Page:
Ty'reese Johnson doesn't remember the name of the church, but he knows it has better internet than home, where the signal sputters and drops so much it makes remote learning hard to follow.
So sometimes, he and his friends work there. As they started their eighth grade education this fall, access to Wi-Fi has become a central dilemma.
His family didn't have a subscription to broadband internet when the year began, so he missed the first week of online classes. A letter from the school came to his house, warning that Ty'reese was falling behind. But for them, like so many families, internet has long been a luxury hard to afford.
Now though, it's the bill his mother, Yolanda Ames, makes sure not to skip: $75.69 per month extra, while juggling the stacks of other bills she knows won't get paid -- to make sure her boys don't fall behind. The school gave them hot spots, but those, too, glitch out.
"It's getting down to the wire," Yolanda Ames told ABC. "I'm getting through by a wing and a prayer, I always say. But that wing's about to break, and I'm running low on prayer."
As the COVID-19 pandemic continues, families weathering the crisis have been worn down by its bruising financial impact. Headlines highlighting the strain echo: American families with the thinnest margins are getting hit the hardest.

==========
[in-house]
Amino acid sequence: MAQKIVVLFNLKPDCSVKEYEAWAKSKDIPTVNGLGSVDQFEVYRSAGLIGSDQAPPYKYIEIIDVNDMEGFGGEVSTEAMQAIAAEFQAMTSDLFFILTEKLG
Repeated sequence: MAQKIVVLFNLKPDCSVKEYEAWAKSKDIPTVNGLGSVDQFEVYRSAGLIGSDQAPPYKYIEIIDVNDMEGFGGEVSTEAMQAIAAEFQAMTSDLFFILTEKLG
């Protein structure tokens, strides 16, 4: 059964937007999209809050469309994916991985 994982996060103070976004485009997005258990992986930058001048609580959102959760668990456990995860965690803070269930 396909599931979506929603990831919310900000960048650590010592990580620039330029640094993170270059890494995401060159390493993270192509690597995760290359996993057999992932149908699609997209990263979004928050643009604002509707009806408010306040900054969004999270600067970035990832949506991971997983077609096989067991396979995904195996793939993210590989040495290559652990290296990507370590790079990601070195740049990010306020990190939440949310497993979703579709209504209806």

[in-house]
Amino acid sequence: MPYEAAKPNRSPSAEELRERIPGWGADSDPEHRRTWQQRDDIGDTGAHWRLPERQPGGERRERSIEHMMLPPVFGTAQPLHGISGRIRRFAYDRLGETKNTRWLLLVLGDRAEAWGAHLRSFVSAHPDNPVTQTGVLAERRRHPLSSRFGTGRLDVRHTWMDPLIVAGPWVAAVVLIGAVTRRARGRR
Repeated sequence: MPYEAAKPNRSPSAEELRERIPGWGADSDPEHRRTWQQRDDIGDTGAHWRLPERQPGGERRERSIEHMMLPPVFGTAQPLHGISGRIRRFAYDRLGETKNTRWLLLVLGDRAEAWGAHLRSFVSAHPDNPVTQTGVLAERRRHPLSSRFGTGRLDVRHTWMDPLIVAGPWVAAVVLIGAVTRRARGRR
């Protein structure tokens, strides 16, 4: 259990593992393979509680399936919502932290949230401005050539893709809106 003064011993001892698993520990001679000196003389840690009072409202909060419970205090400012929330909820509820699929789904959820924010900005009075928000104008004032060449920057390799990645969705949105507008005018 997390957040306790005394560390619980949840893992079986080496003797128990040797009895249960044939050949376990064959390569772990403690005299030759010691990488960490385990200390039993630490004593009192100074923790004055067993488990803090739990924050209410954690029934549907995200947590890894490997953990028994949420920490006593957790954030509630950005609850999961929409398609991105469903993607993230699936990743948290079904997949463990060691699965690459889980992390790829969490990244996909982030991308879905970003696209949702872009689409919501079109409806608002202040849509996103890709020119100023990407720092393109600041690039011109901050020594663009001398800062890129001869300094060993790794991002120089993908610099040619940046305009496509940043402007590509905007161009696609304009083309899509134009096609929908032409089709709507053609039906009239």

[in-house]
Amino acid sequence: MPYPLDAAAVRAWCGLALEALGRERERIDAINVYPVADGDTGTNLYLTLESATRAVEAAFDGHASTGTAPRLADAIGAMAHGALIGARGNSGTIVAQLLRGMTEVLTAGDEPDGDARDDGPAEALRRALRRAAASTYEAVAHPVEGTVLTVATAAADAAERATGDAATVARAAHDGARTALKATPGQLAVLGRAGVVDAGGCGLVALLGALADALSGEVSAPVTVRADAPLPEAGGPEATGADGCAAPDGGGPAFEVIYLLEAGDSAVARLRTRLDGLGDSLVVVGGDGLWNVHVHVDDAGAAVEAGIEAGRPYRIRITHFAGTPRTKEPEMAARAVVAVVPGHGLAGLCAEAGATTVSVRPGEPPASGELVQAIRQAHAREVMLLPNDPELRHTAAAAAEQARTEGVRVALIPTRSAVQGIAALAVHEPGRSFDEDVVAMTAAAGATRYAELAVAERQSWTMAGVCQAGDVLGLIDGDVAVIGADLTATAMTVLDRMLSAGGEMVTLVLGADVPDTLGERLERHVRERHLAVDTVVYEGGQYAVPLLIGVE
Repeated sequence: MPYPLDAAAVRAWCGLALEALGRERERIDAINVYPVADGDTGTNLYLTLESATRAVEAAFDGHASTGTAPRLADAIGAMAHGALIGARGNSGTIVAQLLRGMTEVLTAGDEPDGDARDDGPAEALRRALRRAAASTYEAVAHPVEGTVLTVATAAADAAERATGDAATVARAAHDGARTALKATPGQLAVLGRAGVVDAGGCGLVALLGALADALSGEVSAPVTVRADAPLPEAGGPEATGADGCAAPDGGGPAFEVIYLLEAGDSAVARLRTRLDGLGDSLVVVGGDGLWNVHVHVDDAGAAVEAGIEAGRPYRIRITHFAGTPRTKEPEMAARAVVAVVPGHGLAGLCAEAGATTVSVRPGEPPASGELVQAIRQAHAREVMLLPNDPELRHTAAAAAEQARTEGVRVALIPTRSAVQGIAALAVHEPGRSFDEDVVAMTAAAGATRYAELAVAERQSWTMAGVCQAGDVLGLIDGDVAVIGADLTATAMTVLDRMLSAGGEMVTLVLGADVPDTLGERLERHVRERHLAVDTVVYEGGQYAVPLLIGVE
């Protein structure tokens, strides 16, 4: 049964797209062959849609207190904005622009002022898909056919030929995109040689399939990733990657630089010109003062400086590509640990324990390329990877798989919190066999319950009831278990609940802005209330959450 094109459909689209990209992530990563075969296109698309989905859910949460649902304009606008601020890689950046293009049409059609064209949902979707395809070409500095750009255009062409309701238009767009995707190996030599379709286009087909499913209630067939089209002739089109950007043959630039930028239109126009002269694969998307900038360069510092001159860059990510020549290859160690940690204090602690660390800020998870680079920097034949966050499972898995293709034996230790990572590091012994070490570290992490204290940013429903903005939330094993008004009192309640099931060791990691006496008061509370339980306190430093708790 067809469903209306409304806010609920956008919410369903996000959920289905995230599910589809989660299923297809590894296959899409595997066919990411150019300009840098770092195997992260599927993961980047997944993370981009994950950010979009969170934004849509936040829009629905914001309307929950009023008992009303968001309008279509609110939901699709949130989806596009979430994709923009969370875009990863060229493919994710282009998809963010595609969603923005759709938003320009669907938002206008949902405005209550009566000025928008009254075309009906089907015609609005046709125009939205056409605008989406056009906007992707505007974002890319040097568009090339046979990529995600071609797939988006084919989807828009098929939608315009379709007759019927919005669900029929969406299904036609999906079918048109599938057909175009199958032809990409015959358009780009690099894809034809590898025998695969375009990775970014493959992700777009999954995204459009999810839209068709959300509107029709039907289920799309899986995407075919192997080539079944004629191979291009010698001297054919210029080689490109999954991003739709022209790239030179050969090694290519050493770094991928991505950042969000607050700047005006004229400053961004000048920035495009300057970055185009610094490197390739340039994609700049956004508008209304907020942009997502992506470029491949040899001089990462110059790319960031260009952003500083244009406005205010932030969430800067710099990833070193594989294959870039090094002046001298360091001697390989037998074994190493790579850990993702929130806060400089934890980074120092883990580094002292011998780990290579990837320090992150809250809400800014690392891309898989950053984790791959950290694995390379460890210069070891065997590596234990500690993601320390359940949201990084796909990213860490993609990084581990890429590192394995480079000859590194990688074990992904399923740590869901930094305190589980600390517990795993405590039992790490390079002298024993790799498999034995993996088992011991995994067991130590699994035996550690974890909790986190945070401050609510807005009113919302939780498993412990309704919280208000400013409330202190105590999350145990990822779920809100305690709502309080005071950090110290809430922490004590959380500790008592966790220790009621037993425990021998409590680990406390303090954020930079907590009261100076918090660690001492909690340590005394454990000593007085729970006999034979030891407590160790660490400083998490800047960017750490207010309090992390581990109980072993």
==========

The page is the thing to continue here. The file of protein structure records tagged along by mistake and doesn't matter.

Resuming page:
"This pandemic has exposed the fault lines that families can fall through when they fall in hard times, and laid bare those challenges that far too many families have faced for decades," said Jennifer Ng'andu, the managing director of the healthy children and families program at the Robert Wood Johnson Foundation. "They're often navigating a set of impossible choices that mean they have to make sacrifices."
Nine in 10 households with children where someone has been diagnosed with COVID-19 reported serious financial problems, and serious problems caring for their children, the survey found.
Six in 10 households with children reported that an adult household members lost their job, was furloughed, or had wages or hours cut. More than one third of households with children reported serious problems keeping their kids' education going.